Other noteworthy deals

Cameras (up to 55% off) and camera accessories such as tripods, flash lights etc. are available at a good discount. Home surveillance cameras too will be cheaper. These include bullet cameras, dome cameras, simulated cameras, spy cameras and trail and game cameras.

For home medical supplies and equipment, keep an eye on the grooming and personal care section. Weighing scales, blood pressure monitors, glucometers, body fat monitors etc. will be available at a cheaper price.

The sale is also a good time to invest in home and kitchen supplies. Mixer-grinders and juicers could see lightning deals. Don’t ignore essentials like floor mops with wheels, rotating mop replacements, utensils, crockery etc. Tupperware sets, for example, will be more affordable. There are attractive discounts on bags, especially laptop bags, backpacks, diaper bags and luggage carriers.

Interesting finds

While Amazon is extremely convenient for need-based shopping and daily essentials, it is also full of hidden treasures. During the festival, you can find deals on telescopes, polaroid cameras, smoothie makers, gym equipment, gaming consoles and more. So you’ll be able to allow yourself some indulgences!

Small shopping

If you have children, the festival is good time to stock up on gifts for Diwali, Christmas, return gifts etc. On offer are gaming gadgets such as Xbox, dough sets, Touching Tom Cat, Barbies, classic board games such as Life and more. There are also some products that you don’t really need, but kind of do too, such as smartphone and tablet holders, magnetic car mounts for smartphones and mobile charging station wall stands. If you’re looking for enhanced functionality in daily life, do take a look at the Amazon Basics page. On it you’ll find USB cables, kitchen shears, HDMI cables, notebooks, travel cases and other useful things you don’t realise you need.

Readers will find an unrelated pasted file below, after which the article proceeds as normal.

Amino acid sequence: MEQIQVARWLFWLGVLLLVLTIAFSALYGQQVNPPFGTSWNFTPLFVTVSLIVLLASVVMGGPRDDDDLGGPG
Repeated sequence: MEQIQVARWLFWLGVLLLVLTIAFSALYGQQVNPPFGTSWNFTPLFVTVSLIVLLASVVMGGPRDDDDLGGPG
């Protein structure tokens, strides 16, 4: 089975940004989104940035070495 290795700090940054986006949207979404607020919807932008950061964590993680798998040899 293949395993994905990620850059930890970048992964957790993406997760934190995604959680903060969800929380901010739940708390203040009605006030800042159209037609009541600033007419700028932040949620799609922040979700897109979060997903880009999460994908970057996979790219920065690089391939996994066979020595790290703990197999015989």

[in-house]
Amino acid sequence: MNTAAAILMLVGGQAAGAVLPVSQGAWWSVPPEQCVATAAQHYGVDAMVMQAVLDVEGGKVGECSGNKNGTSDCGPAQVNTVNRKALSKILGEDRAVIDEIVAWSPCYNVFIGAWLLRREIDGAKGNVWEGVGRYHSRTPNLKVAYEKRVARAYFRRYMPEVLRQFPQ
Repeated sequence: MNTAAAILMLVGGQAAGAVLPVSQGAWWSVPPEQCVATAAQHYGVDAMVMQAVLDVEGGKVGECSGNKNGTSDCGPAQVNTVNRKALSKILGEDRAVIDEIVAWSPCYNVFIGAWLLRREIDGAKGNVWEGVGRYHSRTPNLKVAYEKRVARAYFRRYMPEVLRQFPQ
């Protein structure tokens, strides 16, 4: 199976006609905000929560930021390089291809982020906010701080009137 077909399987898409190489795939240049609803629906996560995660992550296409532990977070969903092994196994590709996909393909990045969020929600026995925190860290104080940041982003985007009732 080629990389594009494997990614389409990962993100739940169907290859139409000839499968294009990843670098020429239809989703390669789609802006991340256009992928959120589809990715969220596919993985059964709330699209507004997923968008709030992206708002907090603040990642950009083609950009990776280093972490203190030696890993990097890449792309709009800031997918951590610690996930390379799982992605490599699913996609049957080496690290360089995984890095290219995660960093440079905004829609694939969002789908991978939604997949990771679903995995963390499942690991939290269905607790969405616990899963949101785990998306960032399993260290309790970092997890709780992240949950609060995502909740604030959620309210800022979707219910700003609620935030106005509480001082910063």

Check-out process and payment options

Amazon is also offering an entire ecosystem to make shopping more convenient and hassle-free. For the festival duration, Amazon is offering No-Cost EMIs (zero interest EMIs) on consumer durables, appliances and smartphones, plus exchange schemes and easy installation services in 65 cities. HDFC card holders can avail additional 10% cashback on HDFC credit and debit cards. Customers will also get to “Buy Now and Pay in 2018” with HDFC Credit Cards, as the bank offers a 3 Month EMI Holiday during the days of the sale. Use Amazon Pay balance for fast and easy checkouts, quicker refunds and a secured shopping experience.

Sales are fun and with The Great Indian Festival offering big deals on big brands, it definitely calls for at least window shopping. There’s so much more than the above categories, like minimum 50% off on American Tourister luggage! To start the treasure hunt, click here.

This article was produced by the Scroll marketing team on behalf of Amazon.in and not by the Scroll editorial team.